Back in 2017, when peer-to-peer lending was all the rage, some of the very biggest platforms in the space were forced to wait nearly two years before being granted full authorisation by the Financial Conduct Authority, the UK watchdog.
They were, at least, able to continue operations while they waited; the same may not be true for startups in the cryptocurrency sector.
Recent reports have revealed that 160 businesses have submitted applications to be admitted to the Financial Conduct Authority’s ‘cryptoasset register’. Just three of them – crypto wallet firm Ziglu and exchange operators Archax and Gemini – have been approved so far.
The FCA has been quite blunt in laying out the consequences of not being registered, stating on 10 January 2020 that businesses that had not registered by the same date the following year would have to cease trading.
What’s more, it does not appear that the regulator has much bandwidth to extend the deadline, because it is HM Treasury, not the FCA, which is ultimately responsible for anti-money laundering and terrorist financing rules.
The question now is what all those startups will do if no grace period is forthcoming.
European crypto exchange EXMO is one of the many applicants awaiting word from the regulator. Sergey Zhdanov, who is both COO and CFO of the startup, said its Estonian entity is the back-up plan – and that the exchange is also in the process of opening an entity in Gibraltar.
“However, we want to stay in the UK a lot. Hope [the FCA] will authorise us in time,” Zhdanov added.
Another person running a startup in the crypto space said he would “head for the hills offshore” if his authorisation didn’t come through in time.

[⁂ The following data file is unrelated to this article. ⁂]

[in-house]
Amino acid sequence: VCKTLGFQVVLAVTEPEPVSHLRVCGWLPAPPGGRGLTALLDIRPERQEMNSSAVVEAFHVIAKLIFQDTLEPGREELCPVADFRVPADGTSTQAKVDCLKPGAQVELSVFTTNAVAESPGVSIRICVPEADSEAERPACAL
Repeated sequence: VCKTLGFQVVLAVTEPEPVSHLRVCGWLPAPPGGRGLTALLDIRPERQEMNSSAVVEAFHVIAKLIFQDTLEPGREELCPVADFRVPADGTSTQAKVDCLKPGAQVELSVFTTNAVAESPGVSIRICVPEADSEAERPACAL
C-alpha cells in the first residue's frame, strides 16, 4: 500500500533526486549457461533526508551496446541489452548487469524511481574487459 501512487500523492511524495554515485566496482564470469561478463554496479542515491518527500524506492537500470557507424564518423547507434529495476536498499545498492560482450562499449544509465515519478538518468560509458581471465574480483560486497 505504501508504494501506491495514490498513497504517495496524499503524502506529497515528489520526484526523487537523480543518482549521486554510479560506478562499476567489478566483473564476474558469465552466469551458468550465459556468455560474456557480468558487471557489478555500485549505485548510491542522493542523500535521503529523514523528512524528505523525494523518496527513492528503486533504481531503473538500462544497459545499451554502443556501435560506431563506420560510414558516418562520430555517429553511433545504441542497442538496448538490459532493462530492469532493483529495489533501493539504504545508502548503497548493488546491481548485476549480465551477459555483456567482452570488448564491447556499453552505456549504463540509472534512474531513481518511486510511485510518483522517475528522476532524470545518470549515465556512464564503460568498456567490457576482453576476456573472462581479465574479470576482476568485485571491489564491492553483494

A third source, cofounder of a popular payment services firm in the crypto space, said it would fall back on a licensed Swiss entity if its UK authorisation failed to come through.
The job at hand is a delicate one for the FCA. Some industry insiders reckon there are as many as 400 firms which ought to apply to be on the crypto register.
To be sure, there are almost certainly a good number of startups on that list that ought to stop trading.
On the other hand, there are at least a dozen ‘blue-chip’ crypto outfits like Google Ventures-backed Blockchain.com, which employs hundreds of people – having increased headcount by 40% during the pandemic – and which is also yet to appear on the crypto register.
Perhaps the even more important consideration for the regulator here is that suffering a mass exodus of crypto startups so soon after the end of the Brexit transition period hardly paints a promising picture of a globally connected Britain. Crypto is, after all, an inherently global industry.
Unlike staff in the crypto sector, readers shouldn’t have to wait long for answers.
One source with knowledge of the applications process told Sifted that the FCA would likely be contacting all unregistered firms during the course of this week to explain how it is “planning to deal with the deadline”.
Given the extent of the backlog of the applicants, that may have to be a blind carbon copy job.